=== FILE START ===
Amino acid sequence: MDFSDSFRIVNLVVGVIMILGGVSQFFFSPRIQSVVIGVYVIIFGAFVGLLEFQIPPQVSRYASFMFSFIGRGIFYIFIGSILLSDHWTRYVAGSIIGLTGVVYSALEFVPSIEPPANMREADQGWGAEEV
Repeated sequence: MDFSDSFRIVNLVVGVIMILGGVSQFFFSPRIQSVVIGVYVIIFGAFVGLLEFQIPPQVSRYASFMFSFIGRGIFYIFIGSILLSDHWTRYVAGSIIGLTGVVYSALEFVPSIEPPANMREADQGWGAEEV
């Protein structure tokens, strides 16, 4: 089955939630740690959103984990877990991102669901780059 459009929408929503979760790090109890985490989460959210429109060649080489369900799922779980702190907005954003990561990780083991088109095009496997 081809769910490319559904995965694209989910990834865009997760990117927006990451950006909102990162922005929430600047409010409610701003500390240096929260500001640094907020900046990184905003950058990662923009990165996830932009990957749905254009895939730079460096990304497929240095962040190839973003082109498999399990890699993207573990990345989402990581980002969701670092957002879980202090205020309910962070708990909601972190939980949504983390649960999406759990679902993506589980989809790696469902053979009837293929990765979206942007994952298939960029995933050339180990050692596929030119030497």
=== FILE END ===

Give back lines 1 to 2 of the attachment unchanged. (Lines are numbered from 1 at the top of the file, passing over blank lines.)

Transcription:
Amino acid sequence: MDFSDSFRIVNLVVGVIMILGGVSQFFFSPRIQSVVIGVYVIIFGAFVGLLEFQIPPQVSRYASFMFSFIGRGIFYIFIGSILLSDHWTRYVAGSIIGLTGVVYSALEFVPSIEPPANMREADQGWGAEEV
Repeated sequence: MDFSDSFRIVNLVVGVIMILGGVSQFFFSPRIQSVVIGVYVIIFGAFVGLLEFQIPPQVSRYASFMFSFIGRGIFYIFIGSILLSDHWTRYVAGSIIGLTGVVYSALEFVPSIEPPANMREADQGWGAEEV